Why the RBA SHOULD cut rates
by Peter Switzer
Well I’ve been talking about an overdue pullback in stocks, and maybe it’s starting now with Europe blamed by the Yanks for the weakness on Wall Street overnight. However, today’s main game is the Reserve Bank’s (RBA) decision on interest rates, and they better cut, though I have my doubts.
Why should they? It’s simple — the economy isn’t doing well enough and that’s why Treasurer Wayne Swan has virtually given up on his budget surplus promise. If you need more proof, just ask yourself why the bright sparks in the ANZ economics team are predicting four interest rate cuts this year, which would take the cash rate down to two per cent.
Even if these economists are only one-quarter right,then we should see one cut this year, and so why wait? Interest rate or monetary policy works with a lag of anything between six months and over a year, so if it’s going to be needed, then give it to us now for Pete’s sake!
Disappointing confidence levels
Sure there are some OK things happening now like the bounce back in the iron price, the recovery of China and the nice rise in the stock market, but business, as well as consumer confidence, are both at disappointing levels. The latter was up by 0.6 per cent in January but has just climbed out of negative territory in the past few months! For eight months of 2012 it was negative.
The NAB business conditions reading is also negative and job ads have slumped for 11 months in a row, off 18.4 per cent over the past year.
The most recent building approvals number was down 4.4 per cent when economists expected a one per cent rise. Admittedly they are up 9.3 per cent over the year but this was off a low base.
In the news
By the way, I’m not arguing things are terrible — they’re not — but our economy is a long way off gangbusters time. Want proof? Well, look at the following:
- The Performance of Manufacturing index fell by 4.1 points to 40.2 in January. It was the eleventh month of contraction.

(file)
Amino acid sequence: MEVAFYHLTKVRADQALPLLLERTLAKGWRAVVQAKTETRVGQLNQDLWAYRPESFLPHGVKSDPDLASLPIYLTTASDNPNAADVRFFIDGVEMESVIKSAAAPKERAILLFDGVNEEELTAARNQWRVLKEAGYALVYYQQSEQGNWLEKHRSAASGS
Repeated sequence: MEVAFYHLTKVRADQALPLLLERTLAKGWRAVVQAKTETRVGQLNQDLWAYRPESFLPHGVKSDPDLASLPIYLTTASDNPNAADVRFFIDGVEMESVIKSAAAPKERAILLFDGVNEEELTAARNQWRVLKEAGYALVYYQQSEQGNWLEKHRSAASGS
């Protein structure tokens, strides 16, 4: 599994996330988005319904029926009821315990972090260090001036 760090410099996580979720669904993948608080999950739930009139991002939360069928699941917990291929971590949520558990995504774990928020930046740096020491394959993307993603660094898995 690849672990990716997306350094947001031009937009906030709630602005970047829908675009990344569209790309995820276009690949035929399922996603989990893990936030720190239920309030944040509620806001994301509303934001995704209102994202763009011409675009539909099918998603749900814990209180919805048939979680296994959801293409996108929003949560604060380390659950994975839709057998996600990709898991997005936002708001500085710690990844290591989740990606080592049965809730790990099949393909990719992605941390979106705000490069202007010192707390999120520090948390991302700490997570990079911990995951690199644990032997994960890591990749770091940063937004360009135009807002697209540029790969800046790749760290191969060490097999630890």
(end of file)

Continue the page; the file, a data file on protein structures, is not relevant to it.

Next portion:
- The RP Data – Rismark Home Value Index showed capital city home prices rose by 1.2 per cent in January and are up 1.8 per cent on a year ago, which is a pathetic rise and shows how the housing sector is barely walking, let alone running wildly, despite 175 basis points of rate cuts since November 2011!
- The economy-wide spending softened in December. The Commonwealth Bank Business Sales Indicator (BSI) showed spending fell by 1.9 per cent in seasonally adjusted terms in December.
- The average credit card balance fell by a record 2.3 per cent over the year to November.
Throw in the fact that the dollar is too high and the inflation rate is right in the middle of the target band, despite the carbon tax, and there’s no good reason not to give our businesses, the potentially unemployed and the wider economy, a break.
Let me assure you there's also good news developing, but I think one more rate cut now might save three more over a year where most economists expect at least one rate cut will be required. So, why wait for the ‘you know what’ to hit the fan?
Around the world
For Wall Street watchers, the Dow lost 129.71 points or 0.93 per cent while the S&P 500 gave up 17.46 points or 1.53 per cent to end at 1495.71.
Factory orders were up 1.8 per cent in December against an expectation of 2.2 per cent, but the spook factor was Europe where the Spanish Prime Minister is embroiled in a corruption scandal and in Italy, the former leader, Silvio Berlusconi is making up ground ahead of the election. Both developments haven't helped bond yields and this hasn't helped stocks. That said, a sell-off after a massive run up on stocks was on the cards, as I have been saying for a week.
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Published on: Tuesday, February 05, 2013
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